One of the most delightful consequences of the great ash plume exploding over Iceland, and the subsequent cancellation of air transport, has been the temporary clearance of the skies. Looking up, during the day and at night, we can experience something unknown to most people since the invention of the airplane – the heavens as they were seen before man began to colonise them.
I know there are still satellites whizzing round, but they don't impinge on us in the way jet planes do, with their miles-long tail-streams, or lumbering commercial airliners bumping the skies round Shannon or Dublin, or small craft buzzing across the lower heavens.
No, what you have now during the day are spacious and lofty horizons, and nothing flying but birds. In the west, looking over the bay or over the low hills of the Burren, it is easy to become dizzy with all this majesty of space. But then a jet starts to scratch its white line over the blue, or, worse yet, two or three of these parodic birds spread out with an eerie soundlessness, and you watch as the ghostly streaks plump and then thin out as distance carries them and their dark cargoes to another part of the Earth's envelope. But not now, or at least at the time of this writing.
But it is after the sun sets that the beauty of trafficless skies is most evident. I think there are few more awesome sights than a star-speckled night sky, with no artificial lights to intrude. And over the years, from my bedroom window, I have – and I strongly suspect I am not alone – had experiences that I think can only properly be described as spiritual.
Often I have sat in a chair till late, picking out stars and planets, tracing constellations, until I am too tired to watch anymore. But sometimes, on especially bright nights, I have taken my place again and had the commonplace but – unless you are awake for it – uncommon experience of seeing the stars shift their positions as the hours go by.
Of course, I know that this is not really so. The stars are not shifting. The Earth is shifting, turning, moving, from night to day. But, whatever scientists tell us, the age-old experience, shared with the Egyptians and the astrologers of Babylonia, is of the stars circling round us. And if it is not true scientifically, it will always have a poetic truth.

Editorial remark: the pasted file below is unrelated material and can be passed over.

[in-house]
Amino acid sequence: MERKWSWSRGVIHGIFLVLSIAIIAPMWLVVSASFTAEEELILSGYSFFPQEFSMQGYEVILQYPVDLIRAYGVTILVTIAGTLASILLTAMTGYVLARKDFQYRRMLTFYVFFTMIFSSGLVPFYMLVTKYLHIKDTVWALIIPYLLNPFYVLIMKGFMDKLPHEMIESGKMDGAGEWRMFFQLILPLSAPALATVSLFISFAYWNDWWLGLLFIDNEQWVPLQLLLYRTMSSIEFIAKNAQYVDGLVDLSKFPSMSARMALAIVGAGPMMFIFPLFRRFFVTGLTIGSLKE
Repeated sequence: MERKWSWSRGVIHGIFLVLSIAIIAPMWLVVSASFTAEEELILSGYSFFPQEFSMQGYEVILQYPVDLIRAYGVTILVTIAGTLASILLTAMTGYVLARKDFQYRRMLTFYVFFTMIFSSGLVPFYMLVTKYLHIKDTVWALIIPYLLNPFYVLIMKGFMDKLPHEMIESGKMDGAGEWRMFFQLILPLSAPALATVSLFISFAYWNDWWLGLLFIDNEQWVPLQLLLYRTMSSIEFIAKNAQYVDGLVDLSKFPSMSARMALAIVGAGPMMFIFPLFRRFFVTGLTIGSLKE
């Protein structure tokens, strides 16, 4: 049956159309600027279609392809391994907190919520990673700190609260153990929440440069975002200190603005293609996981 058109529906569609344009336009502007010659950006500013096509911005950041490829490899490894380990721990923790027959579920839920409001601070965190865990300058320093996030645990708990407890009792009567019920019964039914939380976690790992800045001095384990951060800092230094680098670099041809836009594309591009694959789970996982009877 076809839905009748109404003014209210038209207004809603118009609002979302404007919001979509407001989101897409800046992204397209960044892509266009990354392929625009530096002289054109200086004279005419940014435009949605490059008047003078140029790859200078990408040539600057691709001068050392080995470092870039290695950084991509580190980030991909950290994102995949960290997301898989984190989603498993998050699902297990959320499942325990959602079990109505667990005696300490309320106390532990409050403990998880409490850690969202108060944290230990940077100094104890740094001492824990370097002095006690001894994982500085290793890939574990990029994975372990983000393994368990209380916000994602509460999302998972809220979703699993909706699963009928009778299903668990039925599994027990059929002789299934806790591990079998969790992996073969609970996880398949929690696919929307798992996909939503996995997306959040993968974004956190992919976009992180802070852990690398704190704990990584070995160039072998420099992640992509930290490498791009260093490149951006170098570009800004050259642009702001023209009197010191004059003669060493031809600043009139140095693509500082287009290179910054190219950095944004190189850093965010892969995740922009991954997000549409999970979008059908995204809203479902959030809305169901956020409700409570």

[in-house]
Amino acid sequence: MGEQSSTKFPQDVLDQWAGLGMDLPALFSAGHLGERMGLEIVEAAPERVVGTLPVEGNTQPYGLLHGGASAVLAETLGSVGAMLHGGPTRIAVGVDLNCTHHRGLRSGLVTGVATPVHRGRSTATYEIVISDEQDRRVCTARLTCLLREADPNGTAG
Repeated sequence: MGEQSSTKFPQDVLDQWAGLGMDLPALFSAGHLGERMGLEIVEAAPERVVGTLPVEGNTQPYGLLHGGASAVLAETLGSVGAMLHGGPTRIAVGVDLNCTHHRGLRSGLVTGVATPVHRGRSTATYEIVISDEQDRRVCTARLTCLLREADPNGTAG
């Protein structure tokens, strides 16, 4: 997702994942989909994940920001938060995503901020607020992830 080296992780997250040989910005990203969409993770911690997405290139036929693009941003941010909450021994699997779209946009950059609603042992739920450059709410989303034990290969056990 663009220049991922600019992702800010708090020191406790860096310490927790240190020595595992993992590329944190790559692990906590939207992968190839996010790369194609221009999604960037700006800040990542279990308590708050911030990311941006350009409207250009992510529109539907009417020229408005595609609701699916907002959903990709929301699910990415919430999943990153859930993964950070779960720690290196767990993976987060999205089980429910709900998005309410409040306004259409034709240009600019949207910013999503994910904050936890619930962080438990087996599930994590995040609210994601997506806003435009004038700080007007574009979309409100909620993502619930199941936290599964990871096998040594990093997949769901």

And yet it is possible to combine the two conceptions, what has been called the Ptolemaic Universe, with the Earth at the centre and the other planets and stars going round it, and the Newtonian-Einsteinian Universe, in which the Earth is but a tiny speck floating round an ordinary-sized star in a cosmos which borders on the infinite.
One of the most incredible things about this modern view of the heavens is the link between space and time. I can still remember the sense of vertigo that swept me when my teacher explained that because the speed of light can be precisely calculated, the distance of the stars we see can also be precisely measured. But the kicker is this: the light we see from any even common star started moving through space thousands, even hundreds of thousands, of years ago. To look at a star is to look back into time. And, there is something even more stunning. We are able to be so precise in our measurements that there is general agreement that the universe itself, of which we are a tiny but not insignificant part, first 'happened' 13.7 billion years ago, though in that word 'happened' lies a perhaps insoluble mystery.
Pascal, at the beginning of the Scientific age, looking into the heavens that people like Copernicus and Galileo were now saying were greater in dimension than previously had been thought, confessed, “The eternal silence of those infinite spaces terrifies me.”
Yet the 19th century essayist Thomas Carlyle, taking on board the results of scientific discovery, declared that wonder is the basis of worship. And Einstein, in whose universe we are living, maintained “that the cosmic religious feeling” was “the strongest and noblest motive for scientific research”.
At a time when organised religion is on the ropes or infected with extremisms, perhaps those dissatisfied with the crudities of Dawkins et al, who seek a non-dogmatic spirituality, might turn to an ancient formula that pre-dates but certainly does not contradict one of the central insights of the great religions - "Out of two things, the immortal and the mortal, God made this one thing, man ... that he might behold the things of heaven with wondering reverence, and tend the things of earth."